Gerry Williams knows balance. As leader of local funk sensations SoFluid, he digs down hard into the groove, pressing soul to rhythm and then back again, with that sort of unshakable abandon that makes everybody feel like they're part of something bigger ... and louder. As a prominent vocal coach for the ubiquitous TransCon enterprise, former home base to the Backstreet Boys and 'N Sync, he's honed the vocal persuasions of pop pretty boys and prettier girls into a marketable polish that's currently threatening to take over the world -- one million teen-agers at a time.
Such duality comes naturally for Williams, whose colorful history of musical involvement has landed him all over the song map -- from banging on pots and pans with his family to playing drums in the high-school all-state band, from teaching gospel choirs and barbershop quartets to harmonizing the well-groomed pop of LFO and Mandy Moore. It's that interplay of discipline and rhythmic release that's allowed Williams to stay clear of the trappings of the bipolar music industry, and stay true to his own vision.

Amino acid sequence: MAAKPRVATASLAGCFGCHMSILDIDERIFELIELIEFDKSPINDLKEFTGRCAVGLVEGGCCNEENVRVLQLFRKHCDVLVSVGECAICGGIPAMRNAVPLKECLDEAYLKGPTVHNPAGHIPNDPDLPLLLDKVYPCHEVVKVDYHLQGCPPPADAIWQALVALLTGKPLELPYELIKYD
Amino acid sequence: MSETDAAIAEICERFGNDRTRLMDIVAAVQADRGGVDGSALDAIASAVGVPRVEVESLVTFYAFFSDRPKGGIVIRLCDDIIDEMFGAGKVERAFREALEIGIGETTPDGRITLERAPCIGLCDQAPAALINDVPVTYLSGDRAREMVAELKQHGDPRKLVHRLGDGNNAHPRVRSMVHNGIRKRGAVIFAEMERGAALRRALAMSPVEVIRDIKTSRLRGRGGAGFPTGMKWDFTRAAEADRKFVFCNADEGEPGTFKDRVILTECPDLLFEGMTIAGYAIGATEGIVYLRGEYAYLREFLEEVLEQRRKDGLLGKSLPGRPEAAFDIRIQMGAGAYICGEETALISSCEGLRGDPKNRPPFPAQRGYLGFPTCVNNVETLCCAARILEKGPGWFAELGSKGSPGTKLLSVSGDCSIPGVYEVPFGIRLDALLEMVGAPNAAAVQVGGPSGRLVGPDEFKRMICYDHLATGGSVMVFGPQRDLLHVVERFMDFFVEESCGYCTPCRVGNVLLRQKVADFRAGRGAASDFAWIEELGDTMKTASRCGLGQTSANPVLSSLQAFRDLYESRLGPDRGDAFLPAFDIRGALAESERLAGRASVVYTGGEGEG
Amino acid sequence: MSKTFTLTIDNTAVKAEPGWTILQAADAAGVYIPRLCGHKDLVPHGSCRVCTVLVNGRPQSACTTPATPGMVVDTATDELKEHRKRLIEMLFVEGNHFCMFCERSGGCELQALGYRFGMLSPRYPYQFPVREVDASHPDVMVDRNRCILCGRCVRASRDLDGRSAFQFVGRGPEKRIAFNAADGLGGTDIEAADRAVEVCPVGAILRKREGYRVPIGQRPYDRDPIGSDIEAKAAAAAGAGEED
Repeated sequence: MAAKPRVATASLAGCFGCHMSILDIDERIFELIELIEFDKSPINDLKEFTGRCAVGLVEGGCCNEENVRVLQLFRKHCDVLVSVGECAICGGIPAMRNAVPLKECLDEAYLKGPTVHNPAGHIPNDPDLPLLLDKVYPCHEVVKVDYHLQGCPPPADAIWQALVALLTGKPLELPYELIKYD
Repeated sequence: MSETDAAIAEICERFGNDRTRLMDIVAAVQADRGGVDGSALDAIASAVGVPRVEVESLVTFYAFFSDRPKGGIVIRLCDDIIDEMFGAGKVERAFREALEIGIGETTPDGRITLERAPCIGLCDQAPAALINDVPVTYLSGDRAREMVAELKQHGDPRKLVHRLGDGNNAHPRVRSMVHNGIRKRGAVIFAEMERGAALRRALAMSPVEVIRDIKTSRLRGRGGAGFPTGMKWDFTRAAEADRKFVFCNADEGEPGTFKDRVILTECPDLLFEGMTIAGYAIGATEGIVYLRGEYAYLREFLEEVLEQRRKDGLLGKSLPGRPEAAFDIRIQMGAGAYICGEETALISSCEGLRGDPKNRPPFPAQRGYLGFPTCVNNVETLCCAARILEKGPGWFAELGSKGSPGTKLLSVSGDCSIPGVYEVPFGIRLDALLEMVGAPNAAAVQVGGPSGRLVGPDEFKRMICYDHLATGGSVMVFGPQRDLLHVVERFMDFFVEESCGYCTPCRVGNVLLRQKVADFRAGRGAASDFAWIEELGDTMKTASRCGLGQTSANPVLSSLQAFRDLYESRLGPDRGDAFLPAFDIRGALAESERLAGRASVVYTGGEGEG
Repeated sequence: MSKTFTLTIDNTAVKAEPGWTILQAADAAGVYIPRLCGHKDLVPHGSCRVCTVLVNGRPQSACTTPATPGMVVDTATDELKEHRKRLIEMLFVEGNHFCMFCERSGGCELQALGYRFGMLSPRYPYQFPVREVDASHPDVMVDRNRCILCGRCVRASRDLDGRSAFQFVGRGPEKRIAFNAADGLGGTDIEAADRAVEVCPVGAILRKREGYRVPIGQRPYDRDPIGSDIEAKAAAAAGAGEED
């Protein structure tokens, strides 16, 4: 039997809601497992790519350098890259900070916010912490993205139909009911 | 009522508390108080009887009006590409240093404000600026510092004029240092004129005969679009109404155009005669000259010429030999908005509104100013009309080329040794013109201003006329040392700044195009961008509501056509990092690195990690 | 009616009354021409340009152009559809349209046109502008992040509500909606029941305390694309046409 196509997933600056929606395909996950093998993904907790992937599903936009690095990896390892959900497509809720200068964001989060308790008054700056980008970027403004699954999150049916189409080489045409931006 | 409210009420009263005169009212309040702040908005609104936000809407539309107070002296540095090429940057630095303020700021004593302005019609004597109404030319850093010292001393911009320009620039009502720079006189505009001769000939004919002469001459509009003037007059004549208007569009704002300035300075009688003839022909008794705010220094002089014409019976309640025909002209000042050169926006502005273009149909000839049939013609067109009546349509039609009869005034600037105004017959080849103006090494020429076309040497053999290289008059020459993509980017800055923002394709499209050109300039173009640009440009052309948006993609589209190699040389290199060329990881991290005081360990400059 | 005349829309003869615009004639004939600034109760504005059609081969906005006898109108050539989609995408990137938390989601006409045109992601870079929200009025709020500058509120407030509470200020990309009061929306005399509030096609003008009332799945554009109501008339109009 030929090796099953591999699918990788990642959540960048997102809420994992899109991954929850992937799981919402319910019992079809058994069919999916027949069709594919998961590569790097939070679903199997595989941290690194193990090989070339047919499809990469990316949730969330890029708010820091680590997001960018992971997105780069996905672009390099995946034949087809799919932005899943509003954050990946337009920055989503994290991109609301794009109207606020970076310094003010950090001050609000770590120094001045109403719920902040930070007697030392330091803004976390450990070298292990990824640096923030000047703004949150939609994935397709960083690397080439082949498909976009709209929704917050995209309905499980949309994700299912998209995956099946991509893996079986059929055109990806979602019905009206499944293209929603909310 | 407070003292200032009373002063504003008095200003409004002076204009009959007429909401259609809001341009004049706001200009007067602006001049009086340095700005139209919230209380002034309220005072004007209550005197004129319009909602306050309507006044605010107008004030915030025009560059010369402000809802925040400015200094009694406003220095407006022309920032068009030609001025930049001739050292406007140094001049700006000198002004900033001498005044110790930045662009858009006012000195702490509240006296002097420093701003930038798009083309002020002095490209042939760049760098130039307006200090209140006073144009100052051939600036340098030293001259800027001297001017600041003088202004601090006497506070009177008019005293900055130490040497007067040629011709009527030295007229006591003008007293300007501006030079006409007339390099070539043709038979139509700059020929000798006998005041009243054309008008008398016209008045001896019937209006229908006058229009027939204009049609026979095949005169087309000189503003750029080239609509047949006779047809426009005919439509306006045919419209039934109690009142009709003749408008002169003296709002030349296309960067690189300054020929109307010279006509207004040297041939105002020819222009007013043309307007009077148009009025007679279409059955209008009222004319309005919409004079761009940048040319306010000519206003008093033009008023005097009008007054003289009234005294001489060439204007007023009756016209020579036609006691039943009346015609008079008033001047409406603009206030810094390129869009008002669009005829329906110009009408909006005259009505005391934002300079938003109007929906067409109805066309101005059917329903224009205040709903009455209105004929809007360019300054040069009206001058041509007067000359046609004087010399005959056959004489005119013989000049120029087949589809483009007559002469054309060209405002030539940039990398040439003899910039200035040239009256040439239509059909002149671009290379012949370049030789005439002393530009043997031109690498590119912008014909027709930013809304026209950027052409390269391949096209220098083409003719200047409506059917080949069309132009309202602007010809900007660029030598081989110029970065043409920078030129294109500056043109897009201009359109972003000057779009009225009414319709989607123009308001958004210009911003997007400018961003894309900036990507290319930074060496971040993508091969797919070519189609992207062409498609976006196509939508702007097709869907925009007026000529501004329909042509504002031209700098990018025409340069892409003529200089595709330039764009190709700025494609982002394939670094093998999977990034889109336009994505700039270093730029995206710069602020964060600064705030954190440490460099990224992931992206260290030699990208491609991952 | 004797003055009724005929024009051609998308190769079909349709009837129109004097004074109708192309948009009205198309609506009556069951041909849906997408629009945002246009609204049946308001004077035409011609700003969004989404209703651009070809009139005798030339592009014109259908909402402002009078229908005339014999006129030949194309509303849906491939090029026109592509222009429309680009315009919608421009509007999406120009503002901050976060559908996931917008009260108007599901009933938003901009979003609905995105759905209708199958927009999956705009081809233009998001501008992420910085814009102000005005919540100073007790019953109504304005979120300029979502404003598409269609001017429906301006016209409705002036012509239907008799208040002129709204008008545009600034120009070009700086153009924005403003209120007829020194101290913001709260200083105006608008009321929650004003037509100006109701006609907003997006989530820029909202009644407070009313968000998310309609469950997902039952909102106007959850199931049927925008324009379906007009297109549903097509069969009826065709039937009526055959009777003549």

"The thing is to keep good morale. That's the way I was raised. Nothing was given to me; I always worked," he says. "My mother's a vocalist. My dad's a vocalist. They would wake me up on Saturday morning and say, 'Let's dance, let's sing.' They taught me to truly perform from the heart."
Williams' involvement with the local live-music scene grew out of the throbbing physicality and community spirit of Sapphire's then-experimental but now-influential "Phat-n-Jazzy" nights. Collaborating with DJ BMF and the rest of the Eighth Dimension crew made for a melting pot of soul and groove, and introduced Williams to the other celebrants of the city's rhythm collective, including movers and shakers such as Kow and Umöja. The sort of free-form, funk-is-its-own-reward approach of the Tuesday-night staple set the tone for SoFluid's pumped-out funk and gained the group a reputation as a luminous but undiscovered gem.